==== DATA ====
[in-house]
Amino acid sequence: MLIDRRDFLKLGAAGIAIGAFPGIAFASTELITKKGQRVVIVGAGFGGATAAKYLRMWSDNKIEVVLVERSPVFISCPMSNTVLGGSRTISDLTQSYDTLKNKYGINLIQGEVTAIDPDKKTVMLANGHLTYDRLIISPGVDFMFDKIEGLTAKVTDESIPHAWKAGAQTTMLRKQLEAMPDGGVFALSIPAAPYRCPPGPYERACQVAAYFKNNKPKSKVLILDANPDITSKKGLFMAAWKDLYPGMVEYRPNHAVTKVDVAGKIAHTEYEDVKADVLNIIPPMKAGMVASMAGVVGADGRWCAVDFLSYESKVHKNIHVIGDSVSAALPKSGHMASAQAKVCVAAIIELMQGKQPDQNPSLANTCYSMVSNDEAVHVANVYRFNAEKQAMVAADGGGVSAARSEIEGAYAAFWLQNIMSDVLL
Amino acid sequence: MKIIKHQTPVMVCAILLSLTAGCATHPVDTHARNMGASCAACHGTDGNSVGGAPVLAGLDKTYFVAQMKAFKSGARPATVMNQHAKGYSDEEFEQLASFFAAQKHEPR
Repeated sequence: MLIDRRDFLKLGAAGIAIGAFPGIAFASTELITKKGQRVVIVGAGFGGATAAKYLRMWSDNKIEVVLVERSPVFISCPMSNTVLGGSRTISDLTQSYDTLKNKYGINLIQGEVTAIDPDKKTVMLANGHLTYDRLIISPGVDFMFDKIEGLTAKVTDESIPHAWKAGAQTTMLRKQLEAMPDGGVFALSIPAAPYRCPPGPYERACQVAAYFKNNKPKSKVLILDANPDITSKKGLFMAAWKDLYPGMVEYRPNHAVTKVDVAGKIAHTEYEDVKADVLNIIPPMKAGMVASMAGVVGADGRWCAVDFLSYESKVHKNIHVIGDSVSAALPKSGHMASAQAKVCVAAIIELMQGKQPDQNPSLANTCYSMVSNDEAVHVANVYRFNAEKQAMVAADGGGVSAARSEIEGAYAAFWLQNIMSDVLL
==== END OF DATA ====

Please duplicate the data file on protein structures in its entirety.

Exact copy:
[in-house]
Amino acid sequence: MLIDRRDFLKLGAAGIAIGAFPGIAFASTELITKKGQRVVIVGAGFGGATAAKYLRMWSDNKIEVVLVERSPVFISCPMSNTVLGGSRTISDLTQSYDTLKNKYGINLIQGEVTAIDPDKKTVMLANGHLTYDRLIISPGVDFMFDKIEGLTAKVTDESIPHAWKAGAQTTMLRKQLEAMPDGGVFALSIPAAPYRCPPGPYERACQVAAYFKNNKPKSKVLILDANPDITSKKGLFMAAWKDLYPGMVEYRPNHAVTKVDVAGKIAHTEYEDVKADVLNIIPPMKAGMVASMAGVVGADGRWCAVDFLSYESKVHKNIHVIGDSVSAALPKSGHMASAQAKVCVAAIIELMQGKQPDQNPSLANTCYSMVSNDEAVHVANVYRFNAEKQAMVAADGGGVSAARSEIEGAYAAFWLQNIMSDVLL
Amino acid sequence: MKIIKHQTPVMVCAILLSLTAGCATHPVDTHARNMGASCAACHGTDGNSVGGAPVLAGLDKTYFVAQMKAFKSGARPATVMNQHAKGYSDEEFEQLASFFAAQKHEPR
Repeated sequence: MLIDRRDFLKLGAAGIAIGAFPGIAFASTELITKKGQRVVIVGAGFGGATAAKYLRMWSDNKIEVVLVERSPVFISCPMSNTVLGGSRTISDLTQSYDTLKNKYGINLIQGEVTAIDPDKKTVMLANGHLTYDRLIISPGVDFMFDKIEGLTAKVTDESIPHAWKAGAQTTMLRKQLEAMPDGGVFALSIPAAPYRCPPGPYERACQVAAYFKNNKPKSKVLILDANPDITSKKGLFMAAWKDLYPGMVEYRPNHAVTKVDVAGKIAHTEYEDVKADVLNIIPPMKAGMVASMAGVVGADGRWCAVDFLSYESKVHKNIHVIGDSVSAALPKSGHMASAQAKVCVAAIIELMQGKQPDQNPSLANTCYSMVSNDEAVHVANVYRFNAEKQAMVAADGGGVSAARSEIEGAYAAFWLQNIMSDVLL